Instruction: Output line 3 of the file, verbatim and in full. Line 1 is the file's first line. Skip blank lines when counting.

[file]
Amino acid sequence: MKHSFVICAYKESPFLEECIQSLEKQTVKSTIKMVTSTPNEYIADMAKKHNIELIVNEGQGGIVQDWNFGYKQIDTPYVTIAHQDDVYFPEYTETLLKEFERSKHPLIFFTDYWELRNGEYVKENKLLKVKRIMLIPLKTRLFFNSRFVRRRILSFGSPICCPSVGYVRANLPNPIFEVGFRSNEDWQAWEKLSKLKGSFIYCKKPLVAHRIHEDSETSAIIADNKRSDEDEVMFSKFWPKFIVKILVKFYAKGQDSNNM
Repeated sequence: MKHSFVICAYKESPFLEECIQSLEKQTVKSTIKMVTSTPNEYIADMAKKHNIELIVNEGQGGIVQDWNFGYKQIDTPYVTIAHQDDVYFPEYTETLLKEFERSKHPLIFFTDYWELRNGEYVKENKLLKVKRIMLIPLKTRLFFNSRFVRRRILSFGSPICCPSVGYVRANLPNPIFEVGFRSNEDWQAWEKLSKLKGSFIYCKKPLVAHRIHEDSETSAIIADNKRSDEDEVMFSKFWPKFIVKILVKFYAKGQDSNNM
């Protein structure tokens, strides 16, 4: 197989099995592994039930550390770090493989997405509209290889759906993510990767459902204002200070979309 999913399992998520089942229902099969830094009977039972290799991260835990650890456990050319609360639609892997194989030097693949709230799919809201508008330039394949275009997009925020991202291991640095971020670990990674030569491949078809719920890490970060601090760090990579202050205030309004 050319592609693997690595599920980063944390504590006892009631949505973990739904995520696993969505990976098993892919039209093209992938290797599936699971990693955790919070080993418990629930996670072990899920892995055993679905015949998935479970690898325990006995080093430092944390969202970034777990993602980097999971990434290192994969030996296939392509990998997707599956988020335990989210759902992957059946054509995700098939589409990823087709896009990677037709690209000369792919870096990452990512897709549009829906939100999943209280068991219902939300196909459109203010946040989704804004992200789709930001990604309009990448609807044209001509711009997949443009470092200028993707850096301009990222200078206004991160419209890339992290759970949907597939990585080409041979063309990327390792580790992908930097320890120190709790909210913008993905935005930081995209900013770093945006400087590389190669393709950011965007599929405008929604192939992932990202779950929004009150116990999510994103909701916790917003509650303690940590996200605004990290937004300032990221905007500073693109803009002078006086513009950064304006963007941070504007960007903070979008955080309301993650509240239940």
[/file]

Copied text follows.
């Protein structure tokens, strides 16, 4: 197989099995592994039930550390770090493989997405509209290889759906993510990767459902204002200070979309 999913399992998520089942229902099969830094009977039972290799991260835990650890456990050319609360639609892997194989030097693949709230799919809201508008330039394949275009997009925020991202291991640095971020670990990674030569491949078809719920890490970060601090760090990579202050205030309004 050319592609693997690595599920980063944390504590006892009631949505973990739904995520696993969505990976098993892919039209093209992938290797599936699971990693955790919070080993418990629930996670072990899920892995055993679905015949998935479970690898325990006995080093430092944390969202970034777990993602980097999971990434290192994969030996296939392509990998997707599956988020335990989210759902992957059946054509995700098939589409990823087709896009990677037709690209000369792919870096990452990512897709549009829906939100999943209280068991219902939300196909459109203010946040989704804004992200789709930001990604309009990448609807044209001509711009997949443009470092200028993707850096301009990222200078206004991160419209890339992290759970949907597939990585080409041979063309990327390792580790992908930097320890120190709790909210913008993905935005930081995209900013770093945006400087590389190669393709950011965007599929405008929604192939992932990202779950929004009150116990999510994103909701916790917003509650303690940590996200605004990290937004300032990221905007500073693109803009002078006086513009950064304006963007941070504007960007903070979008955080309301993650509240239940």